From oral traditions to pictographs to manuscripts to mass production printing, humans have always looked for the best way to share stories with the most number of people in the most effective way. We have adapted to use different media to tell our stories and virtual reality and augmented reality are the next media platforms.
Libraries have long been a place to try out new technologies before they become household items. Remember when Bill Gates gave us all those PCs?
Immersive experiences can provide safe training spaces (imagine performing surgery without having to risk a patient), increase empathy (imagine literally viewing the world through the eyes of a person who is homeless) and let one travel without limits (imagine taking a field trip to the moon—walking in Neil Armstrong’s footsteps).
The HTC Vive is one of the first commercially available VR headsets and one of the most high-end platforms available. Because it’s more than just a headset, users experience more immersive activities because the handheld controllers are tracked as well as the head.
The following programs help to get a feel for what VR can be:
- Tilt brush – 3-D art you can create and interact with
- Google Earth – visit anywhere the Google cameras have been
- The Body VR – learn about biological systems as if you were in the Fantastic Voyage
- SoundStage – virtual sound equipment to create music
As patrons start to see VR depicted in more areas of life (“Ready Player One” hits theaters in March 2018), providing the unique experience of actually being a participant in VR will be an exciting opportunity for Hoosiers in every community.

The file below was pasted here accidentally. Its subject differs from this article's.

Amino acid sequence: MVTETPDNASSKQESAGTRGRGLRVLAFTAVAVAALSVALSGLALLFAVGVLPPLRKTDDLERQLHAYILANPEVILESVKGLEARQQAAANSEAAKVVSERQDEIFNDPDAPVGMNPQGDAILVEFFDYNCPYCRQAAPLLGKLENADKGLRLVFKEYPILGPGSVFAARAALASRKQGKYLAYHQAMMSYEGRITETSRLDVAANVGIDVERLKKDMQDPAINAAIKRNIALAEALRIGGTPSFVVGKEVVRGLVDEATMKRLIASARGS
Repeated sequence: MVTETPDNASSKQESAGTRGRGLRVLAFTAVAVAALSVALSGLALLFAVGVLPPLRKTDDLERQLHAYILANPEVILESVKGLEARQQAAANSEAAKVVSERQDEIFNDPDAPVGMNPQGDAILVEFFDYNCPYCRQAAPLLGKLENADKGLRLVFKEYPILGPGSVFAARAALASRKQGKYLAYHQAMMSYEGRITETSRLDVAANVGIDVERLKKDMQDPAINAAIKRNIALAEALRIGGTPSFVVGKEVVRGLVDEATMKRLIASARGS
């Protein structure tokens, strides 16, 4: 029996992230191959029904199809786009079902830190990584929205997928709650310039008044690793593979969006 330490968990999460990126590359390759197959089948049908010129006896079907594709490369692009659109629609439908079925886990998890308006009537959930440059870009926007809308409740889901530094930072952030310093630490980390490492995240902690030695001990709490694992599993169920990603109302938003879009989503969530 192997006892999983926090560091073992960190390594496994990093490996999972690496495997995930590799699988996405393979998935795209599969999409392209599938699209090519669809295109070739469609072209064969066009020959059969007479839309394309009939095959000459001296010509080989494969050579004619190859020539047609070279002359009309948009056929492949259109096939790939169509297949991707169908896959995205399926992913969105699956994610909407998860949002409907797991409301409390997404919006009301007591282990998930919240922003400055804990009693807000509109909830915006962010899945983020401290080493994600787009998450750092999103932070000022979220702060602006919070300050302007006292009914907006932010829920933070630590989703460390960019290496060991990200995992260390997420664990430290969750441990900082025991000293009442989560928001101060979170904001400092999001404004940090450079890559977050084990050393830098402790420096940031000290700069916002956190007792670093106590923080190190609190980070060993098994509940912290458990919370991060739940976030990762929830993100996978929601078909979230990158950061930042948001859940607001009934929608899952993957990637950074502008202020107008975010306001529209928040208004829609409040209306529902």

The HTC Vive Virtual Reality Kit is available for check out by libraries eligible for Library Services and Technology Act (LSTA) grants through the Indiana State Library (ISL), including school and academic libraries, as well as any public library that meets standards. The kit is available for a loan period of three months and will be delivered and set up by ISL staff who can train up to six staff members at the time of delivery. Libraries can return the kit to ISL after use or schedule a time for an ISL staff person to pick it up. The kit cannot be shipped through InfoExpress. Libraries are encouraged to develop programming around the kit to share with patrons. The HTC Vive Virtual Reality Kit can be scheduled by contacting your regional coordinator.
HTC Vive Virtual Reality Kit components:
- 1 set of HTC Vive Virtual Reality equipment (including head set, 2 hand controllers, 2 light houses, and cables)
- 2 tripods for the lighthouses
- 1 computer (not wireless compatible)
- 1 keyboard
- 1 mouse
Funding for this project is from the Institute of Museum and Library Service under the provisions of the LSTA.
VR in libraries:
Public Libraries Online – provides programming ideas
California’s Virtual Reality Experience – installed VR systems in over half of the public library jurisdictions in underserved communities
Library Use of New Visualizaton Technologies – a blog post by MIT Information Science Graduate Research Intern, Diana Hellyar
This blog post was written by Wendy Knapp, associate director of statewide services.